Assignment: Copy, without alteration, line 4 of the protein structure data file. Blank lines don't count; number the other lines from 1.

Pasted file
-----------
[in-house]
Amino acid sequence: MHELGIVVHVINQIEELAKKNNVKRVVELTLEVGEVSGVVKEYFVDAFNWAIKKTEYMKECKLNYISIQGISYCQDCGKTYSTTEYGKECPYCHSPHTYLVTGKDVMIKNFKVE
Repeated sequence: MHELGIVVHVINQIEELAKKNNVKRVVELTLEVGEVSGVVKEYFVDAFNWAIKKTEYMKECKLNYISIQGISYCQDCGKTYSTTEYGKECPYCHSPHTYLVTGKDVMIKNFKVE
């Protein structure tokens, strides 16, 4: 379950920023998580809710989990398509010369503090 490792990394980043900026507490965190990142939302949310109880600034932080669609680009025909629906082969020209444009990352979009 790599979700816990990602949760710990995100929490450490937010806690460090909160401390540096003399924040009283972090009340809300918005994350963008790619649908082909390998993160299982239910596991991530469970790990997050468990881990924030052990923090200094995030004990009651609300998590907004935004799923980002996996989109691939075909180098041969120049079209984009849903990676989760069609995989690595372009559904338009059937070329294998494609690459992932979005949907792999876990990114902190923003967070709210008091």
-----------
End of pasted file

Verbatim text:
């Protein structure tokens, strides 16, 4: 379950920023998580809710989990398509010369503090 490792990394980043900026507490965190990142939302949310109880600034932080669609680009025909629906082969020209444009990352979009 790599979700816990990602949760710990995100929490450490937010806690460090909160401390540096003399924040009283972090009340809300918005994350963008790619649908082909390998993160299982239910596991991530469970790990997050468990881990924030052990923090200094995030004990009651609300998590907004935004799923980002996996989109691939075909180098041969120049079209984009849903990676989760069609995989690595372009559904338009059937070329294998494609690459992932979005949907792999876990990114902190923003967070709210008091």